William Ploughe, center, answers a question during a support class in the Defiance College's ASD Affinity Program for college students with autism.
DEFIANCE — Rebecca Zebrowski wanted to know what made her college students mad.
What were their pet peeves? What stressed them out?
They responded with a flurry of frustrations, among them phone yelling and loud singing. That specific irritation landed with a thud of recognition on the other side of the table, around which the Defiance College students sat.
“I don’t even know that I sing loud until someone tells me to shut up,” exclaimed Amanda Mohawk, a vivacious freshman from Wisconsin who is studying criminal justice and forensic science.
It was the opening her teacher needed.
IN PICTURES: Defiance College's ASD Affinity Program
“That’s part of the difficulty of these triggers. Some of them are things that we love to indulge in and some of that drives someone else nuts, right?” Miss Zebrowski said.
Her classes on independent living and social skills are just one component of a fee-based program for students with autism spectrum disorder offered by the private, liberal arts college located about 60 miles southwest of Toledo.
Stephan Beasley, of Columbus, listens to the discussion during a support class in the Defiance College's ASD Affinity Program for college students with autism on November 19, 2015.
The ASD Affinity Program helps its nine participants overcome obstacles that might stand between them and a college degree. It is among a growing number of initiatives offered by colleges to provide support to students with autism.
One in 68 children has been identified with the developmental disability that can cause social and behavioral challenges, according to an estimate from the Centers for Disease Control and Prevention. A government survey released earlier this month shows the number could be even higher.
“Many more students are potentially college-bound then they used to be… but the social aspects of college may be what hangs a student up,” said Linell Weinberg, executive director of the Toledo-based Autism Society of Northwest Ohio. “They do fine academically. It’s socially, getting those internships, navigating campus, dating… all those types of things are tough.”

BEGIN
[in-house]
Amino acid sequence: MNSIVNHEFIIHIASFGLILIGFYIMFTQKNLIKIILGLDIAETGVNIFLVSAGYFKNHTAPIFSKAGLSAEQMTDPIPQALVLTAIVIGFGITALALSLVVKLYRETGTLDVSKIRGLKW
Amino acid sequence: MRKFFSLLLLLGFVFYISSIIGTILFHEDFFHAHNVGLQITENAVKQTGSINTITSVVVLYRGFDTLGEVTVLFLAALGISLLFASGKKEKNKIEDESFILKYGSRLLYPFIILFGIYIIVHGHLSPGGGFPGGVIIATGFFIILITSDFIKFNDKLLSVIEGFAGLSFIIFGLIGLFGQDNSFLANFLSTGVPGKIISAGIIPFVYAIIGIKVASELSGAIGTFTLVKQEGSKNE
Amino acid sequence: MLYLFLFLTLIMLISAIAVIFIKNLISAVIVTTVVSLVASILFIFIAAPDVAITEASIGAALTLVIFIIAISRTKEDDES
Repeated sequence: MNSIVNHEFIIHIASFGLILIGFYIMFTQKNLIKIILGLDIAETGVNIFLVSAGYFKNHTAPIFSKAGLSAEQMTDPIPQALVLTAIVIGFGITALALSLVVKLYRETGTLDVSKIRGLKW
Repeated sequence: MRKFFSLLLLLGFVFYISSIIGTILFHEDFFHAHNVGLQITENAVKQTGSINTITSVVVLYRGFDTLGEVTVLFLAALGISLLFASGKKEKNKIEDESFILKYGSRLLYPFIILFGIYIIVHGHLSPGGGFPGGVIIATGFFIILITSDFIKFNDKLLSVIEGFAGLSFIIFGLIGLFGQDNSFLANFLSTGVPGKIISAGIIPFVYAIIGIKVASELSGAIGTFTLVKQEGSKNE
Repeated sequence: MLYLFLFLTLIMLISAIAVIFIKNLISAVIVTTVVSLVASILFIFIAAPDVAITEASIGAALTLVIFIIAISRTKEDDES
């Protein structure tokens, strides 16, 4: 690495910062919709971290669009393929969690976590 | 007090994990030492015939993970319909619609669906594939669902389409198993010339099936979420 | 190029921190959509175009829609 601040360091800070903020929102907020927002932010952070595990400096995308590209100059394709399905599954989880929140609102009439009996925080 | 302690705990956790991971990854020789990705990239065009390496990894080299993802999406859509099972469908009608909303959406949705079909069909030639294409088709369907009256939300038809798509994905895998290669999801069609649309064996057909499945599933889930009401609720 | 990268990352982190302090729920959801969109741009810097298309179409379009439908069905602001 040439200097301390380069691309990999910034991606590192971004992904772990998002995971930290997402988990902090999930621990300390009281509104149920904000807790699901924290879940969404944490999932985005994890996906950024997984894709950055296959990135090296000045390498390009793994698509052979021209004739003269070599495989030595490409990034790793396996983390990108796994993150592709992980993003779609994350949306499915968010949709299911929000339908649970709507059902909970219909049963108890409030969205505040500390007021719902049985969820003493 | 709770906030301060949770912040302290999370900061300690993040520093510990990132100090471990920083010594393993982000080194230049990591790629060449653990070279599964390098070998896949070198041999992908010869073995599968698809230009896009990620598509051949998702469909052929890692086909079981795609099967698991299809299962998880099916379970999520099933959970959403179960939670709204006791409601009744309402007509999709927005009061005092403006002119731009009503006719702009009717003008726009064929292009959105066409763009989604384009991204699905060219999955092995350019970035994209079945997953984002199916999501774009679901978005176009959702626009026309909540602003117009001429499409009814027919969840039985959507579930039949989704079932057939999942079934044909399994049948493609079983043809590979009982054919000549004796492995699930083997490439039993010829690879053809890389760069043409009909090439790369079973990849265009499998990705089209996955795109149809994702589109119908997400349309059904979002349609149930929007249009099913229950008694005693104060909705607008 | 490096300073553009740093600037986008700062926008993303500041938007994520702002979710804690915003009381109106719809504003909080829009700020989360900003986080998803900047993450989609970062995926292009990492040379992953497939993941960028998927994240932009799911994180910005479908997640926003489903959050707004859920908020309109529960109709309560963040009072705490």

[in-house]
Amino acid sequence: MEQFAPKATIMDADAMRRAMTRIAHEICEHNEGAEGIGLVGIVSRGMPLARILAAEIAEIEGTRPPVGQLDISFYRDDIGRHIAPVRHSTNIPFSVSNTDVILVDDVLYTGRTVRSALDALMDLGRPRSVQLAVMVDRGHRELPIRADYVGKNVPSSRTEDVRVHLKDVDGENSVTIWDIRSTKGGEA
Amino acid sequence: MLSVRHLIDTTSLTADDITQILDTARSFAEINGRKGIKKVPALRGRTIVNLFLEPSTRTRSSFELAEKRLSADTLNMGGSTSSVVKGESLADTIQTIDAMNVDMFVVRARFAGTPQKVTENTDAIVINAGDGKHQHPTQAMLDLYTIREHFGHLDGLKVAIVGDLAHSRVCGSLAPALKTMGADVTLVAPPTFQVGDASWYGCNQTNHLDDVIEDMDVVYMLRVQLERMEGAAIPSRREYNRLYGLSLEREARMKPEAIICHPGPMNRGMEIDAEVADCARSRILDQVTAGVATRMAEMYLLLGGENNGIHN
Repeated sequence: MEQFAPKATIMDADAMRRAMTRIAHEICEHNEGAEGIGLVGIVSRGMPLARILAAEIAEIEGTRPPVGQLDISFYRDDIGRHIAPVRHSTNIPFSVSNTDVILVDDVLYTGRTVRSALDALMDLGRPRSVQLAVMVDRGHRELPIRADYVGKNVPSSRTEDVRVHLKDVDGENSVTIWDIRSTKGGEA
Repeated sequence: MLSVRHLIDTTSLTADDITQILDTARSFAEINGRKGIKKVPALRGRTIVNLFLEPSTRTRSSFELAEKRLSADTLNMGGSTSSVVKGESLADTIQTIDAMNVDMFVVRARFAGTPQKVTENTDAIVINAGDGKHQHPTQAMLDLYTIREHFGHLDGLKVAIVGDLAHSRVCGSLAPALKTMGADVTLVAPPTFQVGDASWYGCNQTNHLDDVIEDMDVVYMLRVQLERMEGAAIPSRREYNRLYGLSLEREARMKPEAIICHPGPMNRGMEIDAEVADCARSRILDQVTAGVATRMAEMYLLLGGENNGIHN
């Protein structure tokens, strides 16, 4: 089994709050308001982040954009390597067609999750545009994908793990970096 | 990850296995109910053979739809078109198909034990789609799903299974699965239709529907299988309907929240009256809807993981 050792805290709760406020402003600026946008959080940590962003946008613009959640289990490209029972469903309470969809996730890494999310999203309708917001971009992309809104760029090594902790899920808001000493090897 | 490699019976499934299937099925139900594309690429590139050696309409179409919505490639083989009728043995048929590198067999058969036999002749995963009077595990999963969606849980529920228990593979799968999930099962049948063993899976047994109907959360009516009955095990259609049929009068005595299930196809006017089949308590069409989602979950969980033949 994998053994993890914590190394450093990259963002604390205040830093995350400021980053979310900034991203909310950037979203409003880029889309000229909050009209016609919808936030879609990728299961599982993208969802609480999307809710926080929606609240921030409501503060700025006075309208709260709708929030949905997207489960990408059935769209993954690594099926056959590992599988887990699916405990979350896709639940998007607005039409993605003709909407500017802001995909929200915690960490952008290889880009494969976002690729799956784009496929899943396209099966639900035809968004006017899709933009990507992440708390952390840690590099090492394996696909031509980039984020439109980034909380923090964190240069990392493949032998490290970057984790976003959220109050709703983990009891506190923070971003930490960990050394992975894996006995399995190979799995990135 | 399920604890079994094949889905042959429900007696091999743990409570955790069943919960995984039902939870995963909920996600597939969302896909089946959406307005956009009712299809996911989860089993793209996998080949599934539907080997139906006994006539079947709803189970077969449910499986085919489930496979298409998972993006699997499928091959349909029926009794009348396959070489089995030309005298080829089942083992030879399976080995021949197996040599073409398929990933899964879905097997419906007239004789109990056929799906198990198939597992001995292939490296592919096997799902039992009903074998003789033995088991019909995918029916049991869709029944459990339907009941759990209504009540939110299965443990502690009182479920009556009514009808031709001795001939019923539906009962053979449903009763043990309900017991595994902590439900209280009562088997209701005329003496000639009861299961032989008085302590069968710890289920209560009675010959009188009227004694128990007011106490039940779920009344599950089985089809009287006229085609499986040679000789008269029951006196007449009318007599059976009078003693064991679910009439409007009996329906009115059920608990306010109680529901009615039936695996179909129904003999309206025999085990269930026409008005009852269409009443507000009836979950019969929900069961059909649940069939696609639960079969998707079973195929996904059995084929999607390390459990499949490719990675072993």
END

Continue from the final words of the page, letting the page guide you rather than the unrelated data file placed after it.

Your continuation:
Defiance’s effort to attract students with autism grew out of the college’s Hench Autism Studies Program, which started in 2007 and includes an undergraduate minor in autism studies, a summer camp for adolescents with ASD, and an on-campus classroom for high schoolers with ASD.
The affinity program launched last year with five students, four of whom re-enrolled this year. Participants must meet Defiance’s admission requirements, with an ACT score of at least 18; have a documented ASD diagnosis; be able to administer any medication and stay overnight on their own; and have no incidents of aggressive or self-harm behavior in recent years.
“This program is not meant to isolate our students or make them feel like they need special supports,” said Miss Zebrowski, program coordinator. “They could probably survive without us, but they wouldn't have a good time.”
Participants appreciate the learning and social environment.
“It makes me feel like I can talk to anyone without... feeling like, ‘OK, are they going to avoid me?’ because I only had a certain number of friends in high school because people would avoid me or treat me very differently because I had autism. So it makes me feel a lot more like home here,” said Ms. Mohawk.
The nine students live in the same residence hall along with a resident assistant. The accommodations are much like those for other students except for a few unique touches. A cabinet in the lobby is stocked with pots and pans students can borrow as they learn to cook, a life skill some work on with peer mentors.
Emma Bedan, of Cincinnati, listens during a support class in the Defiance College's ASD Affinity Program for college students with autism.